Nearly forty years ago, at a time of my life when I still sported a fine head of hair, I had a girlfriend called Jo. She didn’t drink, smoke, take drugs and yet was one of the happiest, funniest people I knew. She certainly never went unnoticed at parties. She was in many ways almost the polar opposite to me at that time, as I relied almost entirely on the consumption of chemicals and other “stuff” to make me feel “happy”. Once in the spring as she was storing her winter clothing I saw her put money into the pockets of a winter coat. I was curious as to why did she do that. She explained that it was a gift to her future self; that she imagined what a pleasant surprise it would be to find that money when she least expected it. When she spoke of herself in the future she talked of herself in the third person.
I thought about this the other day as I was writing about self-compassion; how perception and thus her approach to happiness were radically different to my own. At first I thought her actions seemed girly and silly. Later, her actions and the attitude that brought about those actions intrigued me.
It took me some time to see the lesson and even longer to apply it.
Many of us already know that we should be kinder and more generous, more forgiving with ourselves, but it can seem difficult or impossible to act that way. We have to overcome the feeling that we don’t deserve that kindness and consideration. We feel in our gut that unless we are harsh with ourselves everything will collapse. We can find ourselves in a negative loop, revisiting all the stupid things we did. When we perceive ourselves in this barbarous way, quite understandably it makes us feel like shit. When we are so harsh to ourselves, we don’t really feel like taking care of ourselves. Why would we? Why would we bother to floss our teeth, make our bed or polish our shoes? Why would we bother to take good care of ourselves. If it is hard for you to be kind to yourself in such moments, then how about the “you” in a week’s time, a month, a year? What if you, like Jo, could regard your future self as a worthy future visitor in your life, worthy of kindness and compassion. What if, like Jo, you could come up with nice gifts for “him/her” (future me) – things to make him/her feel welcome and cared for when he/she arrives?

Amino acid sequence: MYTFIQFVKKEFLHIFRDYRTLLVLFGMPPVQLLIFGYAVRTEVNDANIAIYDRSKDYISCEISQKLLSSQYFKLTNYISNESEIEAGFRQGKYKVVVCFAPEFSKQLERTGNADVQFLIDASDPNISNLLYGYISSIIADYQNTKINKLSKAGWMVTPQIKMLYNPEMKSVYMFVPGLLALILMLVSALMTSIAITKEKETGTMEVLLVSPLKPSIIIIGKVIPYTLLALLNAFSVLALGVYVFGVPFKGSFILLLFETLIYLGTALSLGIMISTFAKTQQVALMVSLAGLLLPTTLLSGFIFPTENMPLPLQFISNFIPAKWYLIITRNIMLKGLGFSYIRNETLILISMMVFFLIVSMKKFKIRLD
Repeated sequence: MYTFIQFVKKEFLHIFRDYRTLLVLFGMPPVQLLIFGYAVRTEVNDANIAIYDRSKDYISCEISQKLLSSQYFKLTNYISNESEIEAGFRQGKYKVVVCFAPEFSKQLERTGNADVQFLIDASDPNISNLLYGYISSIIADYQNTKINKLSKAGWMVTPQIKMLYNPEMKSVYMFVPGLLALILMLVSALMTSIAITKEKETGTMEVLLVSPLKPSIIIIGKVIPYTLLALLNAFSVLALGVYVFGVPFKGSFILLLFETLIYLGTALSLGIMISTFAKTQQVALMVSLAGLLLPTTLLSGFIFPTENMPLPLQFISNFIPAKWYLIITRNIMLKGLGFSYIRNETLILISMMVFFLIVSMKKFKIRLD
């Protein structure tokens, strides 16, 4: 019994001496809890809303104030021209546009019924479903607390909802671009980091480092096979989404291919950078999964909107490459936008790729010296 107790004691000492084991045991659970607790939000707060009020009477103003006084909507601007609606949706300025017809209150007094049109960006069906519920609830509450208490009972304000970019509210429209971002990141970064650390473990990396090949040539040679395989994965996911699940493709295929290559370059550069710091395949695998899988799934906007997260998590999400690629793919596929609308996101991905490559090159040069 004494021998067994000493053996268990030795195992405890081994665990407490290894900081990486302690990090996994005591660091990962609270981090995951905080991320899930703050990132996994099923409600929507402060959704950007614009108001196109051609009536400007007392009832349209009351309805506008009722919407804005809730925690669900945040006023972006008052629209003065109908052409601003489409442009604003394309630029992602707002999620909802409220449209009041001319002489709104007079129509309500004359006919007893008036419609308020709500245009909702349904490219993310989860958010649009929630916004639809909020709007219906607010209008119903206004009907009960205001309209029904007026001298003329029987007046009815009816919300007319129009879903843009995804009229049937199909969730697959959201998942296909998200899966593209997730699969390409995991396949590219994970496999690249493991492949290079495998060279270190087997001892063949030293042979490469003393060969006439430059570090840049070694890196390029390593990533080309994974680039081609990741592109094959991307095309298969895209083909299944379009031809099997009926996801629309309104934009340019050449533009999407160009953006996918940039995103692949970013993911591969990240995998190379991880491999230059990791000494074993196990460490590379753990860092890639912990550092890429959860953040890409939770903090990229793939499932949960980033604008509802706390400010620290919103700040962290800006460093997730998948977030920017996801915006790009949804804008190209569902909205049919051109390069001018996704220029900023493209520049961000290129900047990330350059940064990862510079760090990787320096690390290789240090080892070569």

It can be as small a gesture as flossing your teeth, polishing your shoes, or as big a gesture as stopping smoking or alcohol or simply finally walking out of a toxic relationship because you don’t want your future self to suffer as much as your present self is.
If you can’t do a nice thing for you, could you possibly do a nice thing for him/her? That fascinating yet blameless stranger will someday have to live in the world you’re creating for him/her today. In other words, you’re the one making the bed, but he/she’s the one who’ll be lying in it. So be nice to him/her today. Be nice to him/her every day.
Remember you are the very best friend he/she has. Take care of him/her.